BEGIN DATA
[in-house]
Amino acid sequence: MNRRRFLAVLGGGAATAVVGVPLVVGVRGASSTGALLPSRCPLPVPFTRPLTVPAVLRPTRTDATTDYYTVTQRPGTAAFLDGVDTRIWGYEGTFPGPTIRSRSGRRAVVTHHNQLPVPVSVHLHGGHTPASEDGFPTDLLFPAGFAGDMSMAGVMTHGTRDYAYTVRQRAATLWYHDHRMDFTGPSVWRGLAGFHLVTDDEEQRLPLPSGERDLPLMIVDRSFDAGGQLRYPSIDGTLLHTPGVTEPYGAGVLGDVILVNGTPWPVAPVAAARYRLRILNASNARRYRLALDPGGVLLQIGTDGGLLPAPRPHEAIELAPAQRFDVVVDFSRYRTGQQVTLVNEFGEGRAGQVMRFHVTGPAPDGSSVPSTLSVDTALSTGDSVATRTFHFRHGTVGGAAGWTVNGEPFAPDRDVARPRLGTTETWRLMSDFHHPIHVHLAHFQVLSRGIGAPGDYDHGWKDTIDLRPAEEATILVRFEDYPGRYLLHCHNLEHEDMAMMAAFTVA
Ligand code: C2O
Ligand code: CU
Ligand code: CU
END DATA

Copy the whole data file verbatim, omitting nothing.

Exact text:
[in-house]
Amino acid sequence: MNRRRFLAVLGGGAATAVVGVPLVVGVRGASSTGALLPSRCPLPVPFTRPLTVPAVLRPTRTDATTDYYTVTQRPGTAAFLDGVDTRIWGYEGTFPGPTIRSRSGRRAVVTHHNQLPVPVSVHLHGGHTPASEDGFPTDLLFPAGFAGDMSMAGVMTHGTRDYAYTVRQRAATLWYHDHRMDFTGPSVWRGLAGFHLVTDDEEQRLPLPSGERDLPLMIVDRSFDAGGQLRYPSIDGTLLHTPGVTEPYGAGVLGDVILVNGTPWPVAPVAAARYRLRILNASNARRYRLALDPGGVLLQIGTDGGLLPAPRPHEAIELAPAQRFDVVVDFSRYRTGQQVTLVNEFGEGRAGQVMRFHVTGPAPDGSSVPSTLSVDTALSTGDSVATRTFHFRHGTVGGAAGWTVNGEPFAPDRDVARPRLGTTETWRLMSDFHHPIHVHLAHFQVLSRGIGAPGDYDHGWKDTIDLRPAEEATILVRFEDYPGRYLLHCHNLEHEDMAMMAAFTVA
Ligand code: C2O
Ligand code: CU
Ligand code: CU